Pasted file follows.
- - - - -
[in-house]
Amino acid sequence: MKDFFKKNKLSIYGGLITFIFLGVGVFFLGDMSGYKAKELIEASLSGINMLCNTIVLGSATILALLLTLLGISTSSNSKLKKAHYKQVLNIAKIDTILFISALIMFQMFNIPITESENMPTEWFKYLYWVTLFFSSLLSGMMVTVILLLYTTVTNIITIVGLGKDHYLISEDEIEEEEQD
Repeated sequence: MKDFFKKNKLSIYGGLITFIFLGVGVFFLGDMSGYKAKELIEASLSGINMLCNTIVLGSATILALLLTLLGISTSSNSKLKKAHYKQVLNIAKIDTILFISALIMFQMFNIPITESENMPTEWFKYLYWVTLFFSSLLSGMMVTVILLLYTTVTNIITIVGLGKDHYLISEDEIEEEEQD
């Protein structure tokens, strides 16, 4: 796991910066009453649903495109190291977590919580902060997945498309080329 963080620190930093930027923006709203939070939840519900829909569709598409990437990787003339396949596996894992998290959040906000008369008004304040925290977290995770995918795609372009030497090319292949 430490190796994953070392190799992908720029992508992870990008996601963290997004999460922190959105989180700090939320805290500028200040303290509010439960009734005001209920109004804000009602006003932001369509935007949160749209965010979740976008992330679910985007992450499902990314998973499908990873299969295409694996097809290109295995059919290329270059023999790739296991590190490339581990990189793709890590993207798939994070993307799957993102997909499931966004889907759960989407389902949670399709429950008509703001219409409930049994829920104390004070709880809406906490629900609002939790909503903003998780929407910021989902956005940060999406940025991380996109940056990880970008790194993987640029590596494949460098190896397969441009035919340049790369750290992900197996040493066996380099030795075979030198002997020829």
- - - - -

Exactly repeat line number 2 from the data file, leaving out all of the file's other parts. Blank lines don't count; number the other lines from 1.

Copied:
Amino acid sequence: MKDFFKKNKLSIYGGLITFIFLGVGVFFLGDMSGYKAKELIEASLSGINMLCNTIVLGSATILALLLTLLGISTSSNSKLKKAHYKQVLNIAKIDTILFISALIMFQMFNIPITESENMPTEWFKYLYWVTLFFSSLLSGMMVTVILLLYTTVTNIITIVGLGKDHYLISEDEIEEEEQD